Paternalism and information problems: There may be certain cases where rational consumers could not be expected to have access to the information needed to make decisions that serve their self-interest.
Macroeconomic adjustments: It may turn out that to stabilize the economy, or to reduce the severity and frequency of recessions, governments need to control and regulate the money supply, the interest rates, and rates of inflation, and to engage in “fiscal policy” (i.e., adjust their spending and tax rates to stimulate the economy).
However, just as markets can fail, so can governments. It is one thing to claim that in principle, a well-informed, properly motivated, competent government agency could fix a market failure. It is another to assume that actual government agents, staffed by real human beings with ends of their own, will do so. For that reason, economists balance worries about market failure with worries about government failure. A government failure occurs whenever government produces inefficient allocation of goods and services. In the real world, most governments are not perfectly efficient, and so all governments “fail” all the time. However, some government failures are severe, including these:
Rent seeking and cronyism: When governments have the power to regulate the economy, interest groups, corporations, and others frequently compete to capture such power for their own ends. Governments often manipulate the legal and regulatory environment to favor some economic agents over others, often in net socially destructive ways. For instance, most contemporary democracies funnel a large amount of money toward farm subsidies, even though economists almost uniformly oppose such subsides.
Overregulation: Governments often fail to subject their regulations to cost-benefit analysis, and so impose regulations that do more net harm than good.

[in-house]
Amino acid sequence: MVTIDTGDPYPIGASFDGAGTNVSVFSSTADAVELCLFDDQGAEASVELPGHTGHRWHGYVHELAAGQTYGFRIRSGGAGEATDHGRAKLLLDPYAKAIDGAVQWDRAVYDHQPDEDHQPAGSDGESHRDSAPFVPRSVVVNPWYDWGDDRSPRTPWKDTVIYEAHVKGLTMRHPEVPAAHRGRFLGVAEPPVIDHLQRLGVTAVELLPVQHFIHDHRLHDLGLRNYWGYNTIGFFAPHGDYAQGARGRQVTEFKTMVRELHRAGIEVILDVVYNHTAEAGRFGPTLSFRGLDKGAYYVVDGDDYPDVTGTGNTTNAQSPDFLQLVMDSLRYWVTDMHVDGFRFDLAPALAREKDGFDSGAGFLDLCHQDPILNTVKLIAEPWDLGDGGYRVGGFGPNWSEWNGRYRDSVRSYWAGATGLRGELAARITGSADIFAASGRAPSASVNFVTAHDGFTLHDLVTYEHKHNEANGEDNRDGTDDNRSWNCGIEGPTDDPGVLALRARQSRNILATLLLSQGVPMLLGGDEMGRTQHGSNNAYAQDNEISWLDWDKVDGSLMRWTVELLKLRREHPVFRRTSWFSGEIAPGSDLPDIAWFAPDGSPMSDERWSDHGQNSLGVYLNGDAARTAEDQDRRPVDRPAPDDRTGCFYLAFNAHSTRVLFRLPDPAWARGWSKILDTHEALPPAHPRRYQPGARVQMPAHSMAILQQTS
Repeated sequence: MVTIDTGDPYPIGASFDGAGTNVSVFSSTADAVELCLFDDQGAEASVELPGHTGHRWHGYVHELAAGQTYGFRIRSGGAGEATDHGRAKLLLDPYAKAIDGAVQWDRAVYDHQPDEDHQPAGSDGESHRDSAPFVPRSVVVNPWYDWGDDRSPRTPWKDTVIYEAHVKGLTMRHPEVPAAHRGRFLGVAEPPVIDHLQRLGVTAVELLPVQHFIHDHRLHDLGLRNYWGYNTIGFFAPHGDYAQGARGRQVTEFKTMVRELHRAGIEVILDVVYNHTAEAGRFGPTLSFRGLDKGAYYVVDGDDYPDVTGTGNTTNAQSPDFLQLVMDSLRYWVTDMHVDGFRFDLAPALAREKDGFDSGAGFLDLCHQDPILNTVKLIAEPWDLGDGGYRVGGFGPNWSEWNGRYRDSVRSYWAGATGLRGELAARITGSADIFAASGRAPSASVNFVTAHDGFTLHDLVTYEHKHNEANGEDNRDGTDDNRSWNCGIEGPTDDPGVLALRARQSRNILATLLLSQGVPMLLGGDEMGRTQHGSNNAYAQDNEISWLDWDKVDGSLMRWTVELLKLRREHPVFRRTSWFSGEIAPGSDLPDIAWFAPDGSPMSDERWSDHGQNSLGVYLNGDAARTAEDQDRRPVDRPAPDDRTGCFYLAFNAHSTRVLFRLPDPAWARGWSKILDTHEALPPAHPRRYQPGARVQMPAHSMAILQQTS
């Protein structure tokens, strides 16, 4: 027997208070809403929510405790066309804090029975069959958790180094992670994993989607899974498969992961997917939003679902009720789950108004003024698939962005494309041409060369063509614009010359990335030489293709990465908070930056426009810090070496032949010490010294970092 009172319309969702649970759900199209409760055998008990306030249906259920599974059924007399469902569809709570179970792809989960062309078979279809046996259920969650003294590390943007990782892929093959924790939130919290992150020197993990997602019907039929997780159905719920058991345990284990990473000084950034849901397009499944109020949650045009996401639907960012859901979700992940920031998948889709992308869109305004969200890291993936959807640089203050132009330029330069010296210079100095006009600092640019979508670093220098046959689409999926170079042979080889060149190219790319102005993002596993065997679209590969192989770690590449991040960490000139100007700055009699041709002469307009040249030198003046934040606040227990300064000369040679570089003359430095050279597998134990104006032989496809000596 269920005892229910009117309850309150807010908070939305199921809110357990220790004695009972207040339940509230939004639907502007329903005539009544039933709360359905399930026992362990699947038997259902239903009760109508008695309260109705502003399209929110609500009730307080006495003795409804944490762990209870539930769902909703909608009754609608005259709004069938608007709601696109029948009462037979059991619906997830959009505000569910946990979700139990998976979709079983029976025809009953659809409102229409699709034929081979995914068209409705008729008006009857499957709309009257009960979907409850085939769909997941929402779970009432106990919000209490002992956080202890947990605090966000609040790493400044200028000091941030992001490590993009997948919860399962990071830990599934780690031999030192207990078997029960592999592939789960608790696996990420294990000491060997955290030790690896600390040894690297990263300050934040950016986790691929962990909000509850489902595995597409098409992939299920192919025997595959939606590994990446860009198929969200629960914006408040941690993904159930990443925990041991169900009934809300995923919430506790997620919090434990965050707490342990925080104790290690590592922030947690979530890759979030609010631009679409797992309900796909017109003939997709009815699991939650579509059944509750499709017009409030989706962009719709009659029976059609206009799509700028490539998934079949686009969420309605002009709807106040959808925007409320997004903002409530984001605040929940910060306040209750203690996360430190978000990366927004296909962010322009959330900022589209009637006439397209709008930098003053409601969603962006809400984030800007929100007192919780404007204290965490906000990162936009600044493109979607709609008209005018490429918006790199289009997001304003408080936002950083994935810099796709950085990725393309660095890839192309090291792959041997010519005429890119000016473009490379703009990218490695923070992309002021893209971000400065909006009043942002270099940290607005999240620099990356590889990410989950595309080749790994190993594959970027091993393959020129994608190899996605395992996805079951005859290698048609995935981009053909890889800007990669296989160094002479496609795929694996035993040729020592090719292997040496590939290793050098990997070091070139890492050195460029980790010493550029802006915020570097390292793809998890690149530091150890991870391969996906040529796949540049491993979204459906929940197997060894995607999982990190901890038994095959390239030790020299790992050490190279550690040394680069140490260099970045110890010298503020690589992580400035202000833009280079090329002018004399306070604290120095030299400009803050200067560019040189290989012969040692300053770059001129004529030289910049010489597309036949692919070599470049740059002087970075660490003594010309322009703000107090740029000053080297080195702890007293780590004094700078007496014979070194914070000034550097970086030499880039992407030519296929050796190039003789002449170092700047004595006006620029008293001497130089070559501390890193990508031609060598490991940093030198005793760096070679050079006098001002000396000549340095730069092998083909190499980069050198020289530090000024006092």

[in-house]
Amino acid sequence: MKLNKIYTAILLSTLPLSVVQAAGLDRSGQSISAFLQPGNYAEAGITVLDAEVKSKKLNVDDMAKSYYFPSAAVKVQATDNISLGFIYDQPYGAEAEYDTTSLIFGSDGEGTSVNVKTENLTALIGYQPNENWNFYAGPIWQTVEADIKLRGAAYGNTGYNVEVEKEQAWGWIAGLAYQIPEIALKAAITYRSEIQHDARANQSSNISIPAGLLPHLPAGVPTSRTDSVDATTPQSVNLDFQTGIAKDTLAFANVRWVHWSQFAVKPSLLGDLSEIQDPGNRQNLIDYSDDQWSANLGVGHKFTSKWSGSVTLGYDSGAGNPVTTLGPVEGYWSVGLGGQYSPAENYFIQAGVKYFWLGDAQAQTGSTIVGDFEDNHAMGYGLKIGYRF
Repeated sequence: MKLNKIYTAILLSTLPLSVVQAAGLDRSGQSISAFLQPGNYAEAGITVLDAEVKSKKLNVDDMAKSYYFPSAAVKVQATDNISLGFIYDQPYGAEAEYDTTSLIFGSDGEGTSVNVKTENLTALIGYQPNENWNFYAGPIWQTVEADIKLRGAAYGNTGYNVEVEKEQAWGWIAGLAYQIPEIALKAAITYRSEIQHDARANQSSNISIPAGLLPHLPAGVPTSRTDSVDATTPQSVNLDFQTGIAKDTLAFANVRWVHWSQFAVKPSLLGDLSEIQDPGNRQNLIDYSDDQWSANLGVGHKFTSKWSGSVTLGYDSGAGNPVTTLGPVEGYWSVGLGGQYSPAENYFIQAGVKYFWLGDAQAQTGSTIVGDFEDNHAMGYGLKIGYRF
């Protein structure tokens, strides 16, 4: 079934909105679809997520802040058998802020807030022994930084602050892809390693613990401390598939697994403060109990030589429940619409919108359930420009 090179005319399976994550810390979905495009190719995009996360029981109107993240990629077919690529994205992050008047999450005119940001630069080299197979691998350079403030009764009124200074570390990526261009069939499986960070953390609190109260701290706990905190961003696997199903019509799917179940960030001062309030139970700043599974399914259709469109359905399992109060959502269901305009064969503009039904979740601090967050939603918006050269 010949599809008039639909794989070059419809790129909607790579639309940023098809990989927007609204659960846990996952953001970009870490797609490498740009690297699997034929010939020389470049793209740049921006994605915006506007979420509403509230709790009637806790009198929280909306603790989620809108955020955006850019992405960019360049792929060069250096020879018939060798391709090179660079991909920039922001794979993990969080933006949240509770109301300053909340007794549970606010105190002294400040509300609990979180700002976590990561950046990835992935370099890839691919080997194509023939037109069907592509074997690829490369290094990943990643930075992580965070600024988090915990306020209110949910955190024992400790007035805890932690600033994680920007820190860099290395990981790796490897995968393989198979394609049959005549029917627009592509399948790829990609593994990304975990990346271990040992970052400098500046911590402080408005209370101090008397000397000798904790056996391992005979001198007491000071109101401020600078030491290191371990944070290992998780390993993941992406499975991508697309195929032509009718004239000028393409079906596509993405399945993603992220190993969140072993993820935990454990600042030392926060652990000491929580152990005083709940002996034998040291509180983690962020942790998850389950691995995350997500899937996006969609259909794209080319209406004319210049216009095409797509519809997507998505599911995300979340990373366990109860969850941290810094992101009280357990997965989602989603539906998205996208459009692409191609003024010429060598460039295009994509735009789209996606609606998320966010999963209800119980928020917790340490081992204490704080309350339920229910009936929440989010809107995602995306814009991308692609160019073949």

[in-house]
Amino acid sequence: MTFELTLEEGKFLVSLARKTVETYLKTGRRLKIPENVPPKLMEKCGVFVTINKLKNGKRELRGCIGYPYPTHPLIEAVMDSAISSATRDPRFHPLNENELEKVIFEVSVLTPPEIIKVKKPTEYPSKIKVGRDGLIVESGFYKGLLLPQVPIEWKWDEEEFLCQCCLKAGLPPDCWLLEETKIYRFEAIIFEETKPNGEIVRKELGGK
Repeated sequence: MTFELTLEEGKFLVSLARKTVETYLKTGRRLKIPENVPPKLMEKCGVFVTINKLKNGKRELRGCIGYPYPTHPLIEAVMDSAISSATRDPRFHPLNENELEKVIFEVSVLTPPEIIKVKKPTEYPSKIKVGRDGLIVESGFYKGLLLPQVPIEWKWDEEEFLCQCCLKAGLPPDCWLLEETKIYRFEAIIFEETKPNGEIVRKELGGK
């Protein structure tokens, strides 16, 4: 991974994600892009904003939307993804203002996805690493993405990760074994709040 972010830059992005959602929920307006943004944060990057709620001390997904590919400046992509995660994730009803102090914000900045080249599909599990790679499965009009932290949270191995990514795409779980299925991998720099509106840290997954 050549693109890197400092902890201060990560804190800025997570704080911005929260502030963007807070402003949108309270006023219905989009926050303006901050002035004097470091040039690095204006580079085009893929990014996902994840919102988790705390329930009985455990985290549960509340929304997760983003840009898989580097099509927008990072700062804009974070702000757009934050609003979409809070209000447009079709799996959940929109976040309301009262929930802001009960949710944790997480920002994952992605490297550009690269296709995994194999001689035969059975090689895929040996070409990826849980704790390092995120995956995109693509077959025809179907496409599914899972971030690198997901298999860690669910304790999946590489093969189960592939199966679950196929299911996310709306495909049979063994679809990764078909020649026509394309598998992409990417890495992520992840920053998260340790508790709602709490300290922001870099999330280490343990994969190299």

Mis-regulation and misallocation: More broadly, governments might misread macroeconomic indicators or make broadly incompetent decisions, causing more harm than good.
Information problems: Without the price mechanism as a means of commensurating government inputs with government outputs, governments have a difficult time determining whether their actions are worth the cost.
The degree to which a contemporary economist favors free or regulated markets depends in large part on how they balance government failures against market failures, and government successes against market successes.
Justice as Fairness and the Free Market
The dominant theory of justice in contemporary political philosophy is John Rawls’s “justice as fairness,” as defended in Rawls (1971). Rawls sees the economists’ criterion of Pareto efficiency as underdetermining which institutions are best; further, he thinks that governments may sometimes intervene in markets even when there is no market failure. Consider an initial distribution of income, in which everyone has five income units. Now suppose we can adopt either (a) a set of institutions that will lead to half the people having 10 income units and the other half having 100 income units, or (b) a set of institutions that leads to half the people having 20 income units, while the others have 40 incomes units. Moving from the initial distribution to either (a) or (b) is Pareto superior, but, Rawls thinks, there may be moral reasons to prefer one to the other.
Rawls holds that the correct principles of justice are whatever principles fully rational parties would agree to under a fair and equal bargaining procedure. Rawls (1971, p. 60) ultimately argues that such parties would accept two basic principles of justice:
Each person will be guaranteed an equal set of basic liberties compatible with like liberties for all.
Social and economic inequalities are to be arranged so that they are (a) to the greatest advantage of the least advantaged and (b) attached to offices open to all under conditions of fair equality of opportunity.
These are meant to be abstract principles to be used in judging what Rawls calls the “basic structure” of society, that is, its fundamental institutions, such as private property, the rules governing the family, money, and government.
The Institutional Requirements of Justice as Fairness
Rawls himself attempts to answer the question of which institutions best realize justice as fairness. He recognizes that the answer depends in large part on the facts about how institutions actually function. It also depends on the level of analysis. One might ask which institutions would best realize justice as fairness if human beings were perfectly moral and had an unflinching commitment to justice. One might instead ask which institutions best realize Rawls’s principles given that real human beings have imperfect moral motivation, and, in particular, what they are motivated to do depends in large part on the incentives the background institutions create. There’s little reason to assume that the institutions best in ideal conditions (in which there are no compliance problems) would be the same the institution best in realistic conditions (in which there are).